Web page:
The bag rack configuration is part of the rear module; it may be in-line, cockpit/concave, or convex. In-line bagging, as shown in FIGS. 1, 3-4, 7, 13-15, and 18, has the bag racks mounted on a single plane. The racks may be mounted directly to the cabinet or hung from bag-rack brackets. Cockpit or concave bagging, as shown in FIGS. 2, 5, 10, 16, 18, and 19, has bag racks that are mounted on a concave plane such that the bagging operator can have the bag racks positioned around him or herself in a curved fashion. The racks may be mounted directly to the cabinet or hung from bag-rack brackets. For convex bagging, as shown in FIGS. 8-9, 11-12, and 17, bag racks are mounted on a convex plane around the rear module, such that the bagging operator can be positioned at different places around the rear module and have ready access to bag racks. The racks may be mounted directly or hung from bag-rack brackets.

The bag racks may be mounted in either a fixed or sliding manner. Fixed bag racks, as shown in FIGS. 1-2, 4-5, 8-10, and 16-19 are mounted directly to the cabinet or hung from bag rack brackets. The mounting position of the bag rack is such that it is fixed relative to cabinet. The bag rack may be removable or permanently attached. Sliding bag racks, as shown in FIGS. 3, 7, 11-15, and 18, have a horizontal rail mounted to the rear module. Attached to the rail are adapters which can travel along the length of the rail. The adapters may be locked in place and moved along the rail after unlocking, or may freely travel along the rail. The adapters may have rollers or other types of bearings to facilitate easy movement, or may have bearing surfaces to accomplish such. Bag racks are mounted directly to the adapters or hung from bag rack brackets that are mounted to the adapters. The bag rack may be removable or permanently attached.

The rear module may have several additional features. There may be a set-aside area for soft goods (e.g. bread, eggs, and clothing) or for product that needs to be removed from the product transport area but is not ready to be bagged, as shown in FIGS. 13-14, elements 1304-1305 and 1404-1405. The size of the area is a function of the overall footprint of the check stand, or to meet customer needs. The top surface of the set-aside area must be durable and able to withstand sliding product. The set-aside area may be located at the front of the rear module (near the scanner operator), at the end of the rear module, or along the sides of the product transport. A cart corral 1406 may be provided to facilitate storage of additional shopping carts near the check stand, the check stand being constructed such that there is a designated, protected area for shopping cart storage. The area is sized to accommodate standard shopping carts, and features durable materials and guards to protect the check stand and carts. Totes for soft goods may also be provided, as shown in FIG. 16, element 1604, as some products may be perishable or fragile, necessitating separation of these items (“soft goods”) from the remainder of the customer order. Soft goods may include, but are not limited to, bread, eggs, or clothing, totes or bins are provided to serve as an accumulation and transport method for the soft goods. The totes are light enough to be easily handled by the scanner and bagging operators, while being durable enough to protect the soft goods and withstand many uses throughout the life of the check stand. Storage racks for the totes are provided in locations adjacent to the scanner module, for access by the scanner operator, and the back end of the rear module, for access by the bagging operator. Totes or bins may be made of durable material such as plastic, light sheet metal, corrugated plastic, or rubber. For best space allocation, totes or bins stack inside each other (commonly referred to as “nesting”).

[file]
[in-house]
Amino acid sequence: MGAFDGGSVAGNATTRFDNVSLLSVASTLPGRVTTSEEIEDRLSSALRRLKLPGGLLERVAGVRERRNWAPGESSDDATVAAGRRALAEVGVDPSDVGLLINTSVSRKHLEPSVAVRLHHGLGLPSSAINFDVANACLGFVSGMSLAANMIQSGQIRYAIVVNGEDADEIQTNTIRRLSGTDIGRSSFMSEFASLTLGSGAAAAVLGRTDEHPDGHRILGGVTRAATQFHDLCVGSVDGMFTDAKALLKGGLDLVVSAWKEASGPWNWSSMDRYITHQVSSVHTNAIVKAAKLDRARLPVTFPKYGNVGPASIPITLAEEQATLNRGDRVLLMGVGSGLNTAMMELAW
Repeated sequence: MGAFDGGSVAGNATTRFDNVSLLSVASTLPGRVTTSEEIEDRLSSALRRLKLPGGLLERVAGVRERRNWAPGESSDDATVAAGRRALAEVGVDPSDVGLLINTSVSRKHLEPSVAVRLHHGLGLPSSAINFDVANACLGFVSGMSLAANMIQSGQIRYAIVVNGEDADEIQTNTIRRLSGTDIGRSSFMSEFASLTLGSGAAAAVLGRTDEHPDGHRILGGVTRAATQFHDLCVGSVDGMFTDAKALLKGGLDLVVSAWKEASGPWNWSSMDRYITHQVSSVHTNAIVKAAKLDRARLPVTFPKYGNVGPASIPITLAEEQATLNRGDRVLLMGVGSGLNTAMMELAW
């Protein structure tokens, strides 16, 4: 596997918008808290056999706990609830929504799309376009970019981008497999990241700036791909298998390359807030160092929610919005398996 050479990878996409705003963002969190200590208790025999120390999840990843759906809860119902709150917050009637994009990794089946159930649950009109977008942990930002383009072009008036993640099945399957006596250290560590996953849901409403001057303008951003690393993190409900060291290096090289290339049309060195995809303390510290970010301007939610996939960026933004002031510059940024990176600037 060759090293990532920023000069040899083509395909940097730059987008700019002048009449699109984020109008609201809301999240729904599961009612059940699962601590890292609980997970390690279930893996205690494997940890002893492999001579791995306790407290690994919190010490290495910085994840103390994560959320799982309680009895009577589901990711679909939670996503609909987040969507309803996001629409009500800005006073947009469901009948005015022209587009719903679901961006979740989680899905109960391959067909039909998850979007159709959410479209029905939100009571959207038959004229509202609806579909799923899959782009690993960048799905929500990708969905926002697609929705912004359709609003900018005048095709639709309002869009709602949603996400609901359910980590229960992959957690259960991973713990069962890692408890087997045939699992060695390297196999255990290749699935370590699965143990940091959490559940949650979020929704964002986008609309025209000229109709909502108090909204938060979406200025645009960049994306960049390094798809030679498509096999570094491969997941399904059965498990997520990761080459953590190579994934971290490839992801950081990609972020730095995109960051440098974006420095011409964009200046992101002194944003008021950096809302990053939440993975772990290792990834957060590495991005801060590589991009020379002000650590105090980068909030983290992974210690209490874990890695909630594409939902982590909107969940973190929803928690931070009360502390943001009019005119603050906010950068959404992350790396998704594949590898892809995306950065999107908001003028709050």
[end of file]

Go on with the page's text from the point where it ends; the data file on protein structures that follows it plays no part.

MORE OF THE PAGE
Unlike traditional check stands which service customers on a single side, the high-volume check stand services customers on two sides. Therefore, it is necessary to have transaction monitors available to both sides of the check stand. This can be accomplished through the use of two individual monitor mounting posts, as shown in FIG. 2, elements 205 and 206, or through a double-sided monitor post as shown in FIG. 1, element 109. The double-sided post 109 facilitates the mounting of two monitors, while maintaining a single mounting point on the check stand as well as a single route or path for the data and power cables. The double-side mounting post consists of a hollow tube and mounting plate, as well as a mounting block on the top end of the tube. The tube and mounting block may be made with steel or other metal, or durable plastic.

In installations where power and data cables for the check stand must be routed overhead through the ceiling, it may be necessary to utilize a power connection pole, such as FIG. 9, element 909. Depending on the position of the overhead cabling, it may not be feasible to locate a single power pole in a suitable position on the check stand. A power arch (FIG. 16, element 1605) allows the cabling to come down from the ceiling to a center point on the check stand, and then route to either side of the check stand. Further, the power arch provides a central location for installing other accessories for the check stand, such as lane identification light globes, transaction monitors, and receipt printers. The power arch is constructed of strong, hollow materials such that the cabling is routed and concealed within the arch. It includes mounting plates at the bottom of each side of the arch to facilitate connection of the power arch to the check stand.